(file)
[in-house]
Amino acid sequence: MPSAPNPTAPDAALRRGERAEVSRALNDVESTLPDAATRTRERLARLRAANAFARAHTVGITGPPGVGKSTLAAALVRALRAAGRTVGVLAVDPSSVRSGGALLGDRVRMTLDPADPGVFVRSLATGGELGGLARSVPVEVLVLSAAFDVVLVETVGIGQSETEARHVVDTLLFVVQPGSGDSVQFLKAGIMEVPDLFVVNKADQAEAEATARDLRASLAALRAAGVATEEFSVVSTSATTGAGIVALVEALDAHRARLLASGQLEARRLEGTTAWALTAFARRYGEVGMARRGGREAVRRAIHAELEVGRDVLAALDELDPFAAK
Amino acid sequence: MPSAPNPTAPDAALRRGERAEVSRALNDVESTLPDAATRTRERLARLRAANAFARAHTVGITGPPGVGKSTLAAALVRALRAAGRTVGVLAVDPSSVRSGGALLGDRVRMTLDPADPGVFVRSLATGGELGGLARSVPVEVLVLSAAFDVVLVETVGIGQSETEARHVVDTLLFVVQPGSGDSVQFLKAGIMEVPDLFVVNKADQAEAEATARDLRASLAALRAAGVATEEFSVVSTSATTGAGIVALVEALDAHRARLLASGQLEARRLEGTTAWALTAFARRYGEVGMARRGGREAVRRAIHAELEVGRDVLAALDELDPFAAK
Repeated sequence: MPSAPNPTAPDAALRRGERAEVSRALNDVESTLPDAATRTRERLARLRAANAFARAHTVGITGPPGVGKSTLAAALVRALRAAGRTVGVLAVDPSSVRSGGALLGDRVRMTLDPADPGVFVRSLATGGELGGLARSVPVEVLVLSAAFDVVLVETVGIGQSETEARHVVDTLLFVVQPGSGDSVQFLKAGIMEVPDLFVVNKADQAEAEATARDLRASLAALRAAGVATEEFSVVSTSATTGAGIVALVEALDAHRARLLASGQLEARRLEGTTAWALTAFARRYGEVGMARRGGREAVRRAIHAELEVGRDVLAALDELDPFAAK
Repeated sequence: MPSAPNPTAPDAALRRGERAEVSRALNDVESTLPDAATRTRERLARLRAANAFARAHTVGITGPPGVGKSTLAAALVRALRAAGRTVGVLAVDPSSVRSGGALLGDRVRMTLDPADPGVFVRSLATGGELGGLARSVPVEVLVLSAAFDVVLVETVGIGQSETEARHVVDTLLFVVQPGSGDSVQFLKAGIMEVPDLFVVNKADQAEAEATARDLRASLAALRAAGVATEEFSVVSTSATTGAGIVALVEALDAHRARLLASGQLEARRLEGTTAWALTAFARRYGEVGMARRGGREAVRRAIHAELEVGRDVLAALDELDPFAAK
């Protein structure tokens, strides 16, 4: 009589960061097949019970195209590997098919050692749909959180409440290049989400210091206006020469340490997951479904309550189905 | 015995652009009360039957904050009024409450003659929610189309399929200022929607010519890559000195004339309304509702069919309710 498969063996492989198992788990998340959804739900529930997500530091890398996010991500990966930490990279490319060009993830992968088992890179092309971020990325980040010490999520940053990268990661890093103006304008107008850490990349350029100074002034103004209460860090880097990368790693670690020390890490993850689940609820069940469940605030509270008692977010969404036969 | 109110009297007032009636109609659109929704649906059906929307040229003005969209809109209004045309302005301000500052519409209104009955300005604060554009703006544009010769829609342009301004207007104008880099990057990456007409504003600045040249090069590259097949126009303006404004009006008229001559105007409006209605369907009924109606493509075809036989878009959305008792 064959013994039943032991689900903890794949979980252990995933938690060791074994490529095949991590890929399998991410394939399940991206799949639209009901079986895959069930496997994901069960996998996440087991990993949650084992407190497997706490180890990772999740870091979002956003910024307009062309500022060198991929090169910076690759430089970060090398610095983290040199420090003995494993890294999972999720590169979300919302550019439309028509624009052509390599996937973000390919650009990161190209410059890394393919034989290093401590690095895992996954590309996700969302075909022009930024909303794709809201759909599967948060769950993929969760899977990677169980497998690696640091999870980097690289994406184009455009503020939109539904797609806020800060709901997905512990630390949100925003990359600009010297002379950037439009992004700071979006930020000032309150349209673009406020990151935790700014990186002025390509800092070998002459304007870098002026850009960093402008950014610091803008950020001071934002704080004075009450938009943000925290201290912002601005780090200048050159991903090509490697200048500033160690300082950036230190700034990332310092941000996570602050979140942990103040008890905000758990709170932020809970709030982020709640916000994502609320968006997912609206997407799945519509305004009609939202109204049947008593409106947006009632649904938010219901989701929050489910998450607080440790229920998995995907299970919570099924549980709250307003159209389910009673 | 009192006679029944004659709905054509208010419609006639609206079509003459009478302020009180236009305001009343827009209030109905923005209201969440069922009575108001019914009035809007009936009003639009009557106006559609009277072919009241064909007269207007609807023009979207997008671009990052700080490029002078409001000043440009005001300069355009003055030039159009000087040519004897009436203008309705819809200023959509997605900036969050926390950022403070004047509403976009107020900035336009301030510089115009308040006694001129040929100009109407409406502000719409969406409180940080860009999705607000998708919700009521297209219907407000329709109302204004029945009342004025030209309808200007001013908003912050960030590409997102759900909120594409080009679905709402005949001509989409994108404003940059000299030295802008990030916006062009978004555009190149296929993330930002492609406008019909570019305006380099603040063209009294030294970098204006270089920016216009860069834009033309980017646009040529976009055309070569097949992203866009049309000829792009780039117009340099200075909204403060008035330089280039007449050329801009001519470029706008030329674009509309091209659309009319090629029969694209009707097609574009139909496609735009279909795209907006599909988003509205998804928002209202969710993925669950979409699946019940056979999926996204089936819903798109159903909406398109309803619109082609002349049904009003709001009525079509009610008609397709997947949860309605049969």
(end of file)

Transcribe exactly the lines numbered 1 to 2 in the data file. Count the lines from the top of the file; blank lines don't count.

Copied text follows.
[in-house]
Amino acid sequence: MPSAPNPTAPDAALRRGERAEVSRALNDVESTLPDAATRTRERLARLRAANAFARAHTVGITGPPGVGKSTLAAALVRALRAAGRTVGVLAVDPSSVRSGGALLGDRVRMTLDPADPGVFVRSLATGGELGGLARSVPVEVLVLSAAFDVVLVETVGIGQSETEARHVVDTLLFVVQPGSGDSVQFLKAGIMEVPDLFVVNKADQAEAEATARDLRASLAALRAAGVATEEFSVVSTSATTGAGIVALVEALDAHRARLLASGQLEARRLEGTTAWALTAFARRYGEVGMARRGGREAVRRAIHAELEVGRDVLAALDELDPFAAK